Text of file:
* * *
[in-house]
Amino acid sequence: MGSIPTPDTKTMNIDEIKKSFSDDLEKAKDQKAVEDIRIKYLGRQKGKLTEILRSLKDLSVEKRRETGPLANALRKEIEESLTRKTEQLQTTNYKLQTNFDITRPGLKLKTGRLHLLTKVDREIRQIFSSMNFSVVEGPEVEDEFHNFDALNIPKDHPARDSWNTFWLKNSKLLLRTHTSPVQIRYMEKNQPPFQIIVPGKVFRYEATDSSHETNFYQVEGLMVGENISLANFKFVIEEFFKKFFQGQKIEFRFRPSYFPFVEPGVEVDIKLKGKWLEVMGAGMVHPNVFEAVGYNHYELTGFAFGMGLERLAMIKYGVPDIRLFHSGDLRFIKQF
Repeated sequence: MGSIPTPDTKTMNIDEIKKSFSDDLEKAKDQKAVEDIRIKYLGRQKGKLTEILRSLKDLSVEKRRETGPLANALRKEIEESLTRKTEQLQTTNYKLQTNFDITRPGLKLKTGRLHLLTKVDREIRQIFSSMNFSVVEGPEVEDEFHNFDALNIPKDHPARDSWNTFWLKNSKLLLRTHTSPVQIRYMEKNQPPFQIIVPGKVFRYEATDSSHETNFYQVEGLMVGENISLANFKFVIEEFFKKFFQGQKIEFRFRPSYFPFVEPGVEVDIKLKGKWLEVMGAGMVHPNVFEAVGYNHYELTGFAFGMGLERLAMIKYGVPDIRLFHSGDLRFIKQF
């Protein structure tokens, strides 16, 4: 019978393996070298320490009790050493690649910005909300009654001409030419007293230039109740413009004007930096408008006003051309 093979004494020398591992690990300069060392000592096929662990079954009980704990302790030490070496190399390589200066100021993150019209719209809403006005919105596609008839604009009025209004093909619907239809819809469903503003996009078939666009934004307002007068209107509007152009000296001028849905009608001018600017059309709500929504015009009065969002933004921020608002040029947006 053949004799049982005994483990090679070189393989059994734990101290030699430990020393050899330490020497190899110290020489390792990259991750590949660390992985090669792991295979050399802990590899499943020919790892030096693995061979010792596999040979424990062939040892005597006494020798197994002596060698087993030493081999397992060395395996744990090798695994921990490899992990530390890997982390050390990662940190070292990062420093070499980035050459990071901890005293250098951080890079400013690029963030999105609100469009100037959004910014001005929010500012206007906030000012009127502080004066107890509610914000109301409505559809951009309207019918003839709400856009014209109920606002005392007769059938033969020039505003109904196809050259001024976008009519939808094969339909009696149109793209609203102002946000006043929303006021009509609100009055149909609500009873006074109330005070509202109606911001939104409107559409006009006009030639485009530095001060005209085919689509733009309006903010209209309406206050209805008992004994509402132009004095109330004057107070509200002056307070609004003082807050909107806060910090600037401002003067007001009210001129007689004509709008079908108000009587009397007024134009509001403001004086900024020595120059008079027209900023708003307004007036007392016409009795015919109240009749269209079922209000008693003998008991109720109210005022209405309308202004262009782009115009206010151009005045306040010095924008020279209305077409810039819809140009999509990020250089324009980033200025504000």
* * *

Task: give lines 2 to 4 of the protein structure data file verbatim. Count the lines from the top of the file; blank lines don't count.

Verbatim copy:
Amino acid sequence: MGSIPTPDTKTMNIDEIKKSFSDDLEKAKDQKAVEDIRIKYLGRQKGKLTEILRSLKDLSVEKRRETGPLANALRKEIEESLTRKTEQLQTTNYKLQTNFDITRPGLKLKTGRLHLLTKVDREIRQIFSSMNFSVVEGPEVEDEFHNFDALNIPKDHPARDSWNTFWLKNSKLLLRTHTSPVQIRYMEKNQPPFQIIVPGKVFRYEATDSSHETNFYQVEGLMVGENISLANFKFVIEEFFKKFFQGQKIEFRFRPSYFPFVEPGVEVDIKLKGKWLEVMGAGMVHPNVFEAVGYNHYELTGFAFGMGLERLAMIKYGVPDIRLFHSGDLRFIKQF
Repeated sequence: MGSIPTPDTKTMNIDEIKKSFSDDLEKAKDQKAVEDIRIKYLGRQKGKLTEILRSLKDLSVEKRRETGPLANALRKEIEESLTRKTEQLQTTNYKLQTNFDITRPGLKLKTGRLHLLTKVDREIRQIFSSMNFSVVEGPEVEDEFHNFDALNIPKDHPARDSWNTFWLKNSKLLLRTHTSPVQIRYMEKNQPPFQIIVPGKVFRYEATDSSHETNFYQVEGLMVGENISLANFKFVIEEFFKKFFQGQKIEFRFRPSYFPFVEPGVEVDIKLKGKWLEVMGAGMVHPNVFEAVGYNHYELTGFAFGMGLERLAMIKYGVPDIRLFHSGDLRFIKQF
């Protein structure tokens, strides 16, 4: 019978393996070298320490009790050493690649910005909300009654001409030419007293230039109740413009004007930096408008006003051309 093979004494020398591992690990300069060392000592096929662990079954009980704990302790030490070496190399390589200066100021993150019209719209809403006005919105596609008839604009009025209004093909619907239809819809469903503003996009078939666009934004307002007068209107509007152009000296001028849905009608001018600017059309709500929504015009009065969002933004921020608002040029947006 053949004799049982005994483990090679070189393989059994734990101290030699430990020393050899330490020497190899110290020489390792990259991750590949660390992985090669792991295979050399802990590899499943020919790892030096693995061979010792596999040979424990062939040892005597006494020798197994002596060698087993030493081999397992060395395996744990090798695994921990490899992990530390890997982390050390990662940190070292990062420093070499980035050459990071901890005293250098951080890079400013690029963030999105609100469009100037959004910014001005929010500012206007906030000012009127502080004066107890509610914000109301409505559809951009309207019918003839709400856009014209109920606002005392007769059938033969020039505003109904196809050259001024976008009519939808094969339909009696149109793209609203102002946000006043929303006021009509609100009055149909609500009873006074109330005070509202109606911001939104409107559409006009006009030639485009530095001060005209085919689509733009309006903010209209309406206050209805008992004994509402132009004095109330004057107070509200002056307070609004003082807050909107806060910090600037401002003067007001009210001129007689004509709008079908108000009587009397007024134009509001403001004086900024020595120059008079027209900023708003307004007036007392016409009795015919109240009749269209079922209000008693003998008991109720109210005022209405309308202004262009782009115009206010151009005045306040010095924008020279209305077409810039819809140009999509990020250089324009980033200025504000």